This film is to ‘60s sex comedies what last year’s “Far From Heaven” was to ‘50s melodramas: an irresistible throwback to the glamour, wit and style that used to characterise Hollywood. “Down With Love” is basically an unofficial remake of “Pillow Talk”, the Oscar-winning 1959 romantic comedy about a shameless skirt-chaser who dons a fake Southern accent to seduce a feminist who’s wise to his sleazy ways but knows only his telephone voice.

Taking over for Rock Hudson is Ewan McGregor as “ladies man man’s man man about town” Catcher Block, a star journalist for Know (“the magazine for men in the know”) who’s asked by his neurotic editor (David Hyde Pierce) to do a story on Barbara Novak (Renee Zellwegger emulating Doris Day), an author who’s written a controversial bestseller urging women to say “down with love”. Her theory is that the reason women aren’t respected in the workplace and in society is because they’re distracted by love; if they give it up and start asserting themselves, having meaningless sex and generally acting like men do, equality will finally be achieved. Barbara and Catcher are obviously at odds and get on each other’s bad side before they even met! This leads Block to cook up a plan to expose Novak as a phony by making her fall in love with him, or actually fictitious NASA astronaut Marjor Zip Martin. Cue the Southern accent!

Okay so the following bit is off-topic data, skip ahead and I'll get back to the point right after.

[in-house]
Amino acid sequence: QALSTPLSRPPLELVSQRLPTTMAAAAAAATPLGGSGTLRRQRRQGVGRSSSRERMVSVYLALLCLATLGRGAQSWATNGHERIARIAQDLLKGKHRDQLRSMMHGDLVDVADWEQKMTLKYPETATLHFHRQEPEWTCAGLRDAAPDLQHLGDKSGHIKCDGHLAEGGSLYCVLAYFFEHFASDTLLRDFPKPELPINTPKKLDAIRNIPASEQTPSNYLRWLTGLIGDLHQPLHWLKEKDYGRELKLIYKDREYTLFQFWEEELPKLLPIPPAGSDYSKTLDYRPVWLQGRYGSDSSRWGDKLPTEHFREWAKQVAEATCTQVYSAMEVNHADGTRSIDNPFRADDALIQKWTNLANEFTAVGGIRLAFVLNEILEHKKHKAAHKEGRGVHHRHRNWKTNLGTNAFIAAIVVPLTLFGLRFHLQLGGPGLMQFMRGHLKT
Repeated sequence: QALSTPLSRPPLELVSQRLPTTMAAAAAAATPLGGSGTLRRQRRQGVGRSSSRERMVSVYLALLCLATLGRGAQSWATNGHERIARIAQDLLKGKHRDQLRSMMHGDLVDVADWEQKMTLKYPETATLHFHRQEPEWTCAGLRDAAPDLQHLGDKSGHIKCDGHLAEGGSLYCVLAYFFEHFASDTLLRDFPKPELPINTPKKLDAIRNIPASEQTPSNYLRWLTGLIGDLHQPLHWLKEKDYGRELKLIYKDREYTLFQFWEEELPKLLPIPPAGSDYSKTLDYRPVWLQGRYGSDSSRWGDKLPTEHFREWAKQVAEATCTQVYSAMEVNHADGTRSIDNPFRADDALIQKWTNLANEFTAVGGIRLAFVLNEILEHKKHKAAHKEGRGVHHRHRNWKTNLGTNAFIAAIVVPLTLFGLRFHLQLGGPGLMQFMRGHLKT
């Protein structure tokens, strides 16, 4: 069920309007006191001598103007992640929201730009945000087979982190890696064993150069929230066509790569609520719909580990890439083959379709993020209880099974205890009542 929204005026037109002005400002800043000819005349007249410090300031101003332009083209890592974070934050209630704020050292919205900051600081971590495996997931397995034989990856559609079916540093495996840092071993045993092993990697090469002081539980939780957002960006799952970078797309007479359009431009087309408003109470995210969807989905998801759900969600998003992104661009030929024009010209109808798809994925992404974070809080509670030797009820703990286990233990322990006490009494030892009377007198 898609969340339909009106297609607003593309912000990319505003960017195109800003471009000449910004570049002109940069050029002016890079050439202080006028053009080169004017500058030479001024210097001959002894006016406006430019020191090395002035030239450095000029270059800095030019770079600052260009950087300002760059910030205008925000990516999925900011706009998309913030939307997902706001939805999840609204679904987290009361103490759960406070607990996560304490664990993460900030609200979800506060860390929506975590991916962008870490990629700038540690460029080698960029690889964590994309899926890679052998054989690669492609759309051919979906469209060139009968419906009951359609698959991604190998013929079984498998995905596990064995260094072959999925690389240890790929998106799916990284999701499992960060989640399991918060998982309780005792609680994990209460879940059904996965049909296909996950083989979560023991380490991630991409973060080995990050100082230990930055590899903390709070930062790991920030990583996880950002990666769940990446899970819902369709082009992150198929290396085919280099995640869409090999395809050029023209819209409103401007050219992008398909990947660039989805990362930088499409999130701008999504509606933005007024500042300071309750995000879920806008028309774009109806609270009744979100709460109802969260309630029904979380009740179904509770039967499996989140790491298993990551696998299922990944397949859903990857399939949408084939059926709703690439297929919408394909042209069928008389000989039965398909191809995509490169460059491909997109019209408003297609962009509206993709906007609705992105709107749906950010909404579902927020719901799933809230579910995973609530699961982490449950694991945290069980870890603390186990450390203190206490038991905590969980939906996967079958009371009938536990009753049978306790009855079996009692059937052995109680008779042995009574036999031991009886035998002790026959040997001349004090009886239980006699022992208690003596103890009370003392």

The homage doesn’t stop with the storyline: every aspect of “Down With Love” is wonderfully retro, right from the old painted 20th Century Fox logo to the bright, dreamlike Cinemascope cinematography to the playful lounge music score to the outrageously colorful sets and clothes to the use of matte paintings, projected backdrops and split screens… Every shot is a delight and you find yourself grinning through the whole film. Making the experience even more enjoyable is the cast. Ewan McGregor is as cool and charming as ever and Renee Zellwegger lets loose again after the smug cynicism of “Chicago”. As unattractive as she was in that film, here she looks healthy and glowing and sexy as hell and McGregor and her make a great screen couple. David Hyde Pierce gets a few laughs as the sidekick and so do SNL’s Rachel Dratch and Chris Parnell in bit parts.

The plot mechanics are contrived and the humor is often corny, but it’s true to the tone of the movies which inspired it. How can you not get a kick out of something as campy as the dating montage or all the irreverence and innuendo? There’s a danger the film could end up a clever but forgettable little spoof, but all chance of that vanishes with Renee Zellwegger’s hilarious-ballsy-touching-over-the-top-wonderful-BRILLIANT third act monologue. And as if that wasn’t enough, the movie ends with a song and dance number gleefully performed by Renee and Ewan!

Between this and “Bring It On” (not to mention the underrated “The Weird Al Show” and a couple of Disney TV movies), Peyton Reed is establishing himself as a filmmaker who can do feel-good yet subversive bubble gum movies like any other. I can’t wait to see him tackle “The Fantastic Four” flick, but for now I’m damn happy with “Down With Love”.